Chef Andrew Black has created the pinnacle of fine dining in Oklahoma City.
This spring, Cadillac sent 405 senior writer Greg Horton and blogger/influencer Sarah James on a culinary adventure around Oklahoma City to talk to chefs about their food, inspiration and hospitality.
Grey Sweater is the creation of a brilliant, talented team, and the man leading that team is James Beard Award (Outstanding Chef) nominee Andrew Black. Born in Jamaica, Black grew up very poor, and food was an important part of time spent with family. He left home early and worked in kitchens from France to Memphis (Peabody Hotel), where he perfected his talents as a fine dining chef. Grey Sweater’s tasting menu and single seating per night attracts gourmands from all over the U.S. to sample dishes made with ingredients sourced from all over the world.
Sarah: This space is beautiful. I have to know how you came up with this concept.
Chef Black: This started 15 years ago. I had a chef’s table at the Skirvin Hotel, but back then everyone was like “no one wants to hear the chef yelling at everyone in the kitchen,” but I always knew I wanted to do it on a bigger scale. I’ve worked in enough corporate restaurants that I know they’ll only let you get so far out there, and then they think it’s too far, so I wanted a place where we could create food with no boundaries and no allegiance to a style or a dish or a corporate template.
Sarah: The no allegiance means you aren’t tied to a supplier or a menu, but what’s the guest experience at Grey Sweater.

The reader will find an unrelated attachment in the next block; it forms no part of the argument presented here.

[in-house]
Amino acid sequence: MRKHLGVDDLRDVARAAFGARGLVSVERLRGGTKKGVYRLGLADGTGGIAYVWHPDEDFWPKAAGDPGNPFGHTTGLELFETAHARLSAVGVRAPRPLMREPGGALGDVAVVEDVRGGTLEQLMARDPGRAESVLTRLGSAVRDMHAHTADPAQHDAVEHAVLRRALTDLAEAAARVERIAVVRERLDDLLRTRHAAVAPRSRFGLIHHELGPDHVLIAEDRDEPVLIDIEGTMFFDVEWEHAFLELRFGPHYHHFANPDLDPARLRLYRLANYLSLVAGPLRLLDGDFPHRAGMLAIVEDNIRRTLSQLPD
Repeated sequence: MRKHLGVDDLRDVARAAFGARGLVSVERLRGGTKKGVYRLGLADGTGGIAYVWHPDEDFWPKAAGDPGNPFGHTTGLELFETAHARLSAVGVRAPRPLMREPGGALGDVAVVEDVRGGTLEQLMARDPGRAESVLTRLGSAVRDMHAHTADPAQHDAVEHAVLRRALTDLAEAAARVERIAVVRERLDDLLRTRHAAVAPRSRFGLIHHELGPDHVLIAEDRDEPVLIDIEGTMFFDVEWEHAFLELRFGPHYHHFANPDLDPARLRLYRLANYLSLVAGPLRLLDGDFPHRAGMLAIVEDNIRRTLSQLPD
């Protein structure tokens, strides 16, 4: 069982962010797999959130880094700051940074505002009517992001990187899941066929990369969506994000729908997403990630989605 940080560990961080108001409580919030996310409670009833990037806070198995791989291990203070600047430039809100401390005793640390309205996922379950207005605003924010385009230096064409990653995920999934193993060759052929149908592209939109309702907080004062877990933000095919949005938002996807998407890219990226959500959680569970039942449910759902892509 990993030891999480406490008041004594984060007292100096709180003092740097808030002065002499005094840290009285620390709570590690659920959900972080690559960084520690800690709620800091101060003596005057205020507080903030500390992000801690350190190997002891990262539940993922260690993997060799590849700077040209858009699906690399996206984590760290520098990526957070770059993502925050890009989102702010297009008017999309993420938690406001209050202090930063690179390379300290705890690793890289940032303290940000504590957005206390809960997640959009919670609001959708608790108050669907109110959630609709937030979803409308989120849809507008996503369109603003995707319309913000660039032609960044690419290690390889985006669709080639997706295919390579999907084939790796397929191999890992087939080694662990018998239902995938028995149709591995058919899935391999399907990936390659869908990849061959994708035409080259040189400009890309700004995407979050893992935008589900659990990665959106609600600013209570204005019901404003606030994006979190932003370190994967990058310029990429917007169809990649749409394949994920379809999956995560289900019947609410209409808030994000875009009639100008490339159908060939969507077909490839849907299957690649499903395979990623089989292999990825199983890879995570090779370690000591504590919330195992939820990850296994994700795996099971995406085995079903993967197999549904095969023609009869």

Chef Black: At the end of the day, the food has to taste good. We don’t owe allegiance to a dish – even your favorite dish – so we’ll eventually move on from it. That goes for wine and cocktails too. We are constantly creating without barriers, and that means we want to constantly move on, but the food and wine and the cocktails have to be good. More than than that, though, is how we make you feel. If you dine in this restaurant and somehow you don’t feel like you’re at home enjoying a great meal with friends, we’ve failed.
Sarah: How do you decide what goes on such a creative, ever-changing menu?
Chef Black: I think chefs are artists, and we have a great team here. We ask questions of each other about the food we get from our suppliers. How do we prepare it? Highlight it? Do something different with it? The team talks through all these things, and then we start creating. I like the analogy of artists working, so the menu is whatever we choose to pain that day.